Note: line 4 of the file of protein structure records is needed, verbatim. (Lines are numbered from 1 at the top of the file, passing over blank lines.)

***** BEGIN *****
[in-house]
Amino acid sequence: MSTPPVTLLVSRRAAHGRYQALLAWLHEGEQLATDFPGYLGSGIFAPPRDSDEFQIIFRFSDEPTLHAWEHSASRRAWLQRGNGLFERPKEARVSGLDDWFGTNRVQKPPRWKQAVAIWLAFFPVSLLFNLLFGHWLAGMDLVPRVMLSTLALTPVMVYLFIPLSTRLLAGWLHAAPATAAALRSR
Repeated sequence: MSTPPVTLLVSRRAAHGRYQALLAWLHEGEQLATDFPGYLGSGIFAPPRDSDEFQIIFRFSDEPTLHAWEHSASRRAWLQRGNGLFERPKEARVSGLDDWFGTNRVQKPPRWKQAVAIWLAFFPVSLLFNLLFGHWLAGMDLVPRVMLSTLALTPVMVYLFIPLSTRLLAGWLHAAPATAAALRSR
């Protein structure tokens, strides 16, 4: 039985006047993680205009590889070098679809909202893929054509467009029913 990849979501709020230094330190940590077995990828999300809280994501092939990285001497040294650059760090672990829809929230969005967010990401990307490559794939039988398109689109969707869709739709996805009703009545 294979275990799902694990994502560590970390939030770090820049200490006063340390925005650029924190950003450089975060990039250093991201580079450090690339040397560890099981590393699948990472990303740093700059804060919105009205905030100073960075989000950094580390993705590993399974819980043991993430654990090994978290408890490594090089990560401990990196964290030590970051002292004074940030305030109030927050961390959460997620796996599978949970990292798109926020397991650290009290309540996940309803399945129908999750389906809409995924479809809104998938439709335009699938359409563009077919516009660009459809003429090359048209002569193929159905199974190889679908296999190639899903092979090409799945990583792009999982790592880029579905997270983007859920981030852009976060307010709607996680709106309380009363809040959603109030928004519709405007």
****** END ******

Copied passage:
């Protein structure tokens, strides 16, 4: 039985006047993680205009590889070098679809909202893929054509467009029913 990849979501709020230094330190940590077995990828999300809280994501092939990285001497040294650059760090672990829809929230969005967010990401990307490559794939039988398109689109969707869709739709996805009703009545 294979275990799902694990994502560590970390939030770090820049200490006063340390925005650029924190950003450089975060990039250093991201580079450090690339040397560890099981590393699948990472990303740093700059804060919105009205905030100073960075989000950094580390993705590993399974819980043991993430654990090994978290408890490594090089990560401990990196964290030590970051002292004074940030305030109030927050961390959460997620796996599978949970990292798109926020397991650290009290309540996940309803399945129908999750389906809409995924479809809104998938439709335009699938359409563009077919516009660009459809003429090359048209002569193929159905199974190889679908296999190639899903092979090409799945990583792009999982790592880029579905997270983007859920981030852009976060307010709607996680709106309380009363809040959603109030928004519709405007």